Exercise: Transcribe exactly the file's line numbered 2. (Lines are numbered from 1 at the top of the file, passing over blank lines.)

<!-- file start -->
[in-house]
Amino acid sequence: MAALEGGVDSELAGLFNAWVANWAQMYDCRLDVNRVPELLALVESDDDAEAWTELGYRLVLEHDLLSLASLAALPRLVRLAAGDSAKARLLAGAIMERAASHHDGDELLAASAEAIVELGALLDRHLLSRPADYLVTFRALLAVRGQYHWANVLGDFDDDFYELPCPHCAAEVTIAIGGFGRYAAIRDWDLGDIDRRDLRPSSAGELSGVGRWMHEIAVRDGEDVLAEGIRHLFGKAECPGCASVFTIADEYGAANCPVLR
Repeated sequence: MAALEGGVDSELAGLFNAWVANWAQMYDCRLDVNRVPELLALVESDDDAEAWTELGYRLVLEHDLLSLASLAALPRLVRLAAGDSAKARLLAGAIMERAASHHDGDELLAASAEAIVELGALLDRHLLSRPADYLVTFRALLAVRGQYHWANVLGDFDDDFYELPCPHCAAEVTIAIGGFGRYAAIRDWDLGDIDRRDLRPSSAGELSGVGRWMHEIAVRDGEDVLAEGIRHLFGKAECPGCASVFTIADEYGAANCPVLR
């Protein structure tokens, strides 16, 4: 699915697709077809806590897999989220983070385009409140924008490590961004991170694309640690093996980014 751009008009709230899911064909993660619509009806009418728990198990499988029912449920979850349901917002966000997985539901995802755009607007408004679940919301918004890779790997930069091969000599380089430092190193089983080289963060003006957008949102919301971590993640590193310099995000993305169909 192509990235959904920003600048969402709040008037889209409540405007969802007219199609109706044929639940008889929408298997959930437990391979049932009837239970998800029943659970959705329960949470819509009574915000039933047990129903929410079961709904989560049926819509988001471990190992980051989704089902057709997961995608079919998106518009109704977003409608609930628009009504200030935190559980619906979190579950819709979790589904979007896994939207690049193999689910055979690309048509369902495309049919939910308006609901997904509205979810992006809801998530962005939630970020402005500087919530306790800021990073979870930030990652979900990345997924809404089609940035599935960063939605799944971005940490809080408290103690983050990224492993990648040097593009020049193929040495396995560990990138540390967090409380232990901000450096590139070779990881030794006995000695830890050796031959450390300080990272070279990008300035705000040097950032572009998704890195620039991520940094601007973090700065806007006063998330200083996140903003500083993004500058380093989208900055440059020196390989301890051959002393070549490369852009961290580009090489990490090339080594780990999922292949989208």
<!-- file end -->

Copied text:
Amino acid sequence: MAALEGGVDSELAGLFNAWVANWAQMYDCRLDVNRVPELLALVESDDDAEAWTELGYRLVLEHDLLSLASLAALPRLVRLAAGDSAKARLLAGAIMERAASHHDGDELLAASAEAIVELGALLDRHLLSRPADYLVTFRALLAVRGQYHWANVLGDFDDDFYELPCPHCAAEVTIAIGGFGRYAAIRDWDLGDIDRRDLRPSSAGELSGVGRWMHEIAVRDGEDVLAEGIRHLFGKAECPGCASVFTIADEYGAANCPVLR